Five Musts in My Genre by Anne Cleeland

I write Regency adventure—stories about heroines who are swept up in dire events and who have to be courageous because so much is at stake. These stories are all set in 1814, when there was a pause in the Napoleonic wars, but the villains are working hard behind the scenes to gather funding for Napoleon’s next attempt to conquer the world. Therefore, each story has the following five necessary elements:

(1) A Treasure Hunt. Remember Romancing the Stone? Same idea, only with petticoats and flintlock pistols. Europe is flat broke as a result of the last war, so the villains are getting creative, trying to steal diamonds, or gold, or ancient Egyptian artifacts to support Napoleon’s next war. The good guys, naturally, are trying to thwart these efforts and the heroine is somehow caught in the middle. In Daughter of the God-King, the warring factions mistakenly believe she knows where a fabulous treasure is secreted in Egypt.

(2) A Plucky Heroine. This almost goes without saying; the heroine has to be brave—even if she is normally a timid soul. Circumstances conspire to give her a moment of truth so that she has to pluck up her courage and try to save the world, no matter what the cost.

(3) A Mysterious Hero. The hero is mysterious because he can’t be completely honest with the heroine, and so she’s not sure whether she can trust him—even though he’s handsome and clearly smitten. There may be a dark moment when she believes he has betrayed her, but in the end, it will be shown he’s been devoted to her all along.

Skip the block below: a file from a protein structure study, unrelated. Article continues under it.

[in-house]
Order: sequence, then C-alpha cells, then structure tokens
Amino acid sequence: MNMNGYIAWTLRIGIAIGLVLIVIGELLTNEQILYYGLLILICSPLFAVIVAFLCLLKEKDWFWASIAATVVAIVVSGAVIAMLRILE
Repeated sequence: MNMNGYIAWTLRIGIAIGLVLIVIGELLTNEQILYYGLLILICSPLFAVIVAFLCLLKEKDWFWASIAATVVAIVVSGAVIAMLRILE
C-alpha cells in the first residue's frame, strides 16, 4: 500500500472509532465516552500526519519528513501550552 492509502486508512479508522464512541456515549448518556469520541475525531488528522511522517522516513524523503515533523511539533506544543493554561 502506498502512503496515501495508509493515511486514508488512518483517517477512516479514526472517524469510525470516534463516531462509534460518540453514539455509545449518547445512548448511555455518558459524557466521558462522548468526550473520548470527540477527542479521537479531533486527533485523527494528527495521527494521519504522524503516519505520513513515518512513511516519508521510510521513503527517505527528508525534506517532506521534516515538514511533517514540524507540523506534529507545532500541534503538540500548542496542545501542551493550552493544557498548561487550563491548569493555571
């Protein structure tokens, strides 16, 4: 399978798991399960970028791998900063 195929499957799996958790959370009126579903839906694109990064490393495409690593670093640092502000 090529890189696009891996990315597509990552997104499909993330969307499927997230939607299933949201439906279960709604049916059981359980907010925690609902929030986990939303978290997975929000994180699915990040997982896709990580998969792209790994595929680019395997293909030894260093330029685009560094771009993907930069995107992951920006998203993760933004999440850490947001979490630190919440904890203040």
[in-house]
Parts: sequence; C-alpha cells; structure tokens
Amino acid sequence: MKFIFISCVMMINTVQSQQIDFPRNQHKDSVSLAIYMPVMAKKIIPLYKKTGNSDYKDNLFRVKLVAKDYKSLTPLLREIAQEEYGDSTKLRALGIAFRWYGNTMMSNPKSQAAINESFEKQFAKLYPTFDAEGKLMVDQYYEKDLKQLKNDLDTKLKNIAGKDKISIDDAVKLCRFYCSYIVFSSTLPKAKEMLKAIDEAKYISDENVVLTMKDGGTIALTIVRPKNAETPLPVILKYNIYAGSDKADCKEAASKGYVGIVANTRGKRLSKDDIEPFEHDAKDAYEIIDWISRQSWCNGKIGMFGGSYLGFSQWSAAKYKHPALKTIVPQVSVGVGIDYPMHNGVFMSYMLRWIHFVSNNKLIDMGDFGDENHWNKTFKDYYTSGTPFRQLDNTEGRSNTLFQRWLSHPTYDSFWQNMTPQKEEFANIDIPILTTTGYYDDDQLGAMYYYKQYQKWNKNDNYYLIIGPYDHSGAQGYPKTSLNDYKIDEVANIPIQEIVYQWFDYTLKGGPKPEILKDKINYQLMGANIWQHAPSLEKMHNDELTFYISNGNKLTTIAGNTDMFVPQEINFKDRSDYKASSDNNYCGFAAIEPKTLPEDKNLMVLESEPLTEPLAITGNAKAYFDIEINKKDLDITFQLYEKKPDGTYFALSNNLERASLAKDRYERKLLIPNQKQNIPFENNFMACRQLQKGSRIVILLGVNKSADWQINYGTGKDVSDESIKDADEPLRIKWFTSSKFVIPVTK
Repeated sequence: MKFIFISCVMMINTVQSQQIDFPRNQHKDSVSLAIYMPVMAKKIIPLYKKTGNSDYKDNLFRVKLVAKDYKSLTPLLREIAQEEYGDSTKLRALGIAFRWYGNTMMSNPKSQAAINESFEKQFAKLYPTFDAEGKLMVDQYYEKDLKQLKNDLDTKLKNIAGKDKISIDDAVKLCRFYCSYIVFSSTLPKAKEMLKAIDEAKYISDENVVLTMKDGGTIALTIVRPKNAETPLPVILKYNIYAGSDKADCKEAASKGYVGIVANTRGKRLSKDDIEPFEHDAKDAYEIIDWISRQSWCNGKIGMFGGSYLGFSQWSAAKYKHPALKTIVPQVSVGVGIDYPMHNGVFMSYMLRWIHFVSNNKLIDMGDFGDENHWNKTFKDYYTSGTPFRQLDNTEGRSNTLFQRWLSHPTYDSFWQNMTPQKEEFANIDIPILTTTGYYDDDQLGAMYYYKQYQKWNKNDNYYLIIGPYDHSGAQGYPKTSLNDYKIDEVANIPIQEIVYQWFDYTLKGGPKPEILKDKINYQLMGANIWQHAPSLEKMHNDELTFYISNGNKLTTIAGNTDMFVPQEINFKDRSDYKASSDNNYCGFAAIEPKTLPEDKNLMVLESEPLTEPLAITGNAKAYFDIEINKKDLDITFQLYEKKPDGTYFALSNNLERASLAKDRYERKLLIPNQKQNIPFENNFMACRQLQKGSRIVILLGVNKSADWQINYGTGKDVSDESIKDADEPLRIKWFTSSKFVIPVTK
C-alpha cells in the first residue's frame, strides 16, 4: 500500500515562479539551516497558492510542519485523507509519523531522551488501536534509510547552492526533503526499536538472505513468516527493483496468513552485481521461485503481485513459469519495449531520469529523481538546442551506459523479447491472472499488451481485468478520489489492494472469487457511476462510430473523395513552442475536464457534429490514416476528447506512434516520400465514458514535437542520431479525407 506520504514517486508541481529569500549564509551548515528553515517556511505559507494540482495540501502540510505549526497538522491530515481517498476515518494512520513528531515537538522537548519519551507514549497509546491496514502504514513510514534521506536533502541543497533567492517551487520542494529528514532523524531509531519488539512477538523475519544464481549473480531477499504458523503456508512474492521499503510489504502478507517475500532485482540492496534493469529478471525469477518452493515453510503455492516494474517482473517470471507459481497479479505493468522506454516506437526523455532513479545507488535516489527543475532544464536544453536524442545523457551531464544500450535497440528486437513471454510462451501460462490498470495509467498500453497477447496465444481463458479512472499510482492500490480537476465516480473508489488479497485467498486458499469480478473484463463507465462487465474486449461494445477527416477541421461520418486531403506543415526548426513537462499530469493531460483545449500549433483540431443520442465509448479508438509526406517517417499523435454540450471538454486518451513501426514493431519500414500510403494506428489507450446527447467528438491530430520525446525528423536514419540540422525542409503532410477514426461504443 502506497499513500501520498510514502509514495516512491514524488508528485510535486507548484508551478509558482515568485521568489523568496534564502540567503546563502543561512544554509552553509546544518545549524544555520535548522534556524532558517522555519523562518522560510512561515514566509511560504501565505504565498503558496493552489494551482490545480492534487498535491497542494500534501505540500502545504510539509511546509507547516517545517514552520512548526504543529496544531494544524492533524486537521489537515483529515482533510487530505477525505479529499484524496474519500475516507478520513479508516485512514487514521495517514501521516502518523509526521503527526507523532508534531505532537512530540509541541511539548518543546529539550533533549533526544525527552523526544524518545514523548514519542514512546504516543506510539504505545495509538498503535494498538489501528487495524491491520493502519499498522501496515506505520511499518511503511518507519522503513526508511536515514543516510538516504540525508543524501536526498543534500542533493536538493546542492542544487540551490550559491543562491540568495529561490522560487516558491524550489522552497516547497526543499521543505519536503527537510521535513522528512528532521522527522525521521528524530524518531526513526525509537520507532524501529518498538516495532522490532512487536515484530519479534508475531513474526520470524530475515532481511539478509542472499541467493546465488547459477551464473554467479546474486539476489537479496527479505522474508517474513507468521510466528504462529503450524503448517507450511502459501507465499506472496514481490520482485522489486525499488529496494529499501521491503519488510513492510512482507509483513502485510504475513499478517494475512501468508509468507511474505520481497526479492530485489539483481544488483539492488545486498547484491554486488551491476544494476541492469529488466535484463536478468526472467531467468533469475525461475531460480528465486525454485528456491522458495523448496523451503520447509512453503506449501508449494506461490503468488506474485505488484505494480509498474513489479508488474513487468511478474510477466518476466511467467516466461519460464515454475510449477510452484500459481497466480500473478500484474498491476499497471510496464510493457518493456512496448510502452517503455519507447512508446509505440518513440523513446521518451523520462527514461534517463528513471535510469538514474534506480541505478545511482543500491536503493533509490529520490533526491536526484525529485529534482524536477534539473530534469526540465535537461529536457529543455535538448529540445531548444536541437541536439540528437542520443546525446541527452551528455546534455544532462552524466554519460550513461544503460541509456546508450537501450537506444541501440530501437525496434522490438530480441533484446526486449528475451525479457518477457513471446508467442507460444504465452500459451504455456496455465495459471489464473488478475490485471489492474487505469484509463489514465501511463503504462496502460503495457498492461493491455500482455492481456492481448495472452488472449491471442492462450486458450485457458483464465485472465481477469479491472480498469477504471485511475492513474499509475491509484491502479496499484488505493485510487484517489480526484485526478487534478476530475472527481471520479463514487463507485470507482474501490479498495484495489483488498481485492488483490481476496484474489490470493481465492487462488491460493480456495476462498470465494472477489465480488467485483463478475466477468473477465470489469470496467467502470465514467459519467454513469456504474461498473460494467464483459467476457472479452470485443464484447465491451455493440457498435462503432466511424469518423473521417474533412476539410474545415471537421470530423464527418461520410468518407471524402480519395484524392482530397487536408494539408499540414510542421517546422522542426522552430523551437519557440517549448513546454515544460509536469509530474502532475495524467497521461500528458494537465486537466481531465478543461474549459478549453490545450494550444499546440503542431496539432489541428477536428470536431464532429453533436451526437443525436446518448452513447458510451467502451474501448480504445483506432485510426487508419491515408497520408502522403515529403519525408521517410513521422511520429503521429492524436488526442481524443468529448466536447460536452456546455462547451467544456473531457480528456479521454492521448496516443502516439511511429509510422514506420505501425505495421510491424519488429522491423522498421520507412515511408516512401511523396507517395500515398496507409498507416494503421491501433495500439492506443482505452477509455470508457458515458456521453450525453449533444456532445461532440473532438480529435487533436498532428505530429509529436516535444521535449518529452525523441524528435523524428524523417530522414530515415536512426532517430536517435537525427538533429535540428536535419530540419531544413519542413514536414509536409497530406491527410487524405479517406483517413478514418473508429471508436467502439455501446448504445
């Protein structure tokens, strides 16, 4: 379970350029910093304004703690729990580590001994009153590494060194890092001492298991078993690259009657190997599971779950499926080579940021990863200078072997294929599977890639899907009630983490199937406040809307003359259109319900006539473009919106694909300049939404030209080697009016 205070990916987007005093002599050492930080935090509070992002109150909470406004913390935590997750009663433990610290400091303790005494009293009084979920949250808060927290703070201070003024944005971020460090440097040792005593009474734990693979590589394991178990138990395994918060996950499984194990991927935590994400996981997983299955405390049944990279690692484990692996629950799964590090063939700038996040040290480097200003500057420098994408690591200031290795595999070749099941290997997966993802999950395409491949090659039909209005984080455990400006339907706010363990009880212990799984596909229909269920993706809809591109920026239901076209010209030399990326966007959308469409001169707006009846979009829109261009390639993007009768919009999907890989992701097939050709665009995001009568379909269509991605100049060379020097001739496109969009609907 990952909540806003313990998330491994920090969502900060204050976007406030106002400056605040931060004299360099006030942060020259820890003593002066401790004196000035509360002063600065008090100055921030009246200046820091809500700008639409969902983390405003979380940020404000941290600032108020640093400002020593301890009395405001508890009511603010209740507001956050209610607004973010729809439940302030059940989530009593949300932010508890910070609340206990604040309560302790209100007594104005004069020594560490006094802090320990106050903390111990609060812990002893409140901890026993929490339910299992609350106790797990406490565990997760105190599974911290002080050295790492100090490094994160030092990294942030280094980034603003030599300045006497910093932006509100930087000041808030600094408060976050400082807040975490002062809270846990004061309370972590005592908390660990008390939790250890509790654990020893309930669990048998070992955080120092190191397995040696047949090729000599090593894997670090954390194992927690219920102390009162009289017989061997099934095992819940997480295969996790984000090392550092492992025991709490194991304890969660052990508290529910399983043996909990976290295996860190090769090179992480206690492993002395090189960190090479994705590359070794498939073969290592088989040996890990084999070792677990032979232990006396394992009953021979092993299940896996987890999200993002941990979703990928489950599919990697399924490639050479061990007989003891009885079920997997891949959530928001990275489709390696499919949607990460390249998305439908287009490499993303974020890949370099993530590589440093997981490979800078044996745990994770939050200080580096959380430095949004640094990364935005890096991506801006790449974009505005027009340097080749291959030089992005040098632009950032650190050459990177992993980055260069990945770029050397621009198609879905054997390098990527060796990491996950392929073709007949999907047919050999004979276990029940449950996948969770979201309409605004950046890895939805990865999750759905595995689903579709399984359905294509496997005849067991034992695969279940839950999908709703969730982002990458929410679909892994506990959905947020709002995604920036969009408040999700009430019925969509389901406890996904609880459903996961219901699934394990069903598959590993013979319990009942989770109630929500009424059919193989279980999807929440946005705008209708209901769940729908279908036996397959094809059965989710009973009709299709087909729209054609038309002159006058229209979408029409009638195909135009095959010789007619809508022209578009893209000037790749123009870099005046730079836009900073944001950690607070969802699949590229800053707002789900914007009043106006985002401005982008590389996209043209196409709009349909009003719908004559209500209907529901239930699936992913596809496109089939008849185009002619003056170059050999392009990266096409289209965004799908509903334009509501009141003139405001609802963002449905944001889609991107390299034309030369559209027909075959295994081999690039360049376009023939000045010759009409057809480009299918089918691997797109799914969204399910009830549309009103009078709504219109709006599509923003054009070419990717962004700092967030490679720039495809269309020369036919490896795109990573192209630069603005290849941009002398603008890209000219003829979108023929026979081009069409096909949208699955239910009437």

(4) A Staunch Supporter. Every plucky heroine needs a staunch supporter, who also serves the dual purpose of providing comic relief and allowing the heroine to speak her thoughts aloud. This person’s support never falters, no matter how bleak the outlook. In Tainted Angel it was Maisie, the heroine’s maidservant; in Daughter of the God-King it is Bing, the heroine’s companion. In my next book it is the heroine’s younger brother.

(5) Derring-Do. No adventure story is complete without feats of derring-do; swordplay, fist-fights, narrow escapes—and the obligatory climactic scene that might involve hand-to-hand combat on the battlements or the heroine on horseback, racing down the road with the villains in hot pursuit. How else can the heroine prove how plucky she is?

I’m sure your readers can come up with other must-have elements: a Scheming Rival? A More-Suitable Suitor (who is much more dull than the Mysterious Hero); or perhaps a Bleak Moment when all appears lost? What is your favorite plot device?

11_20 ann cleeland book coverMiss Hattie Blackhouse has never been close to her parents…and no wonder, since the Blackhouses are renowned scholars who spend most of their time excavating ancient tombs in Egypt. But news of their disappearance forces Hattie to leave England and embark on a voyage that will reveal the long-buried secrets of her past. An encrypted senet board and a gold medallion lead Hattie on a perilous quest to track down her missing parents—and discover why people associated with the Blackhouses continue to turn up dead. What she uncovers is a secret that could alter the course of history…

Filled with intrigue, romance, and ancient secrets, Anne Cleeland’s thrilling novel takes you on an unforgettable Egyptian adventure.

Buy the book at Amazon.


  1. I like that a family member was involved/included in Tainted Angel. Blessings, Janet

  2. Thanks Janet!

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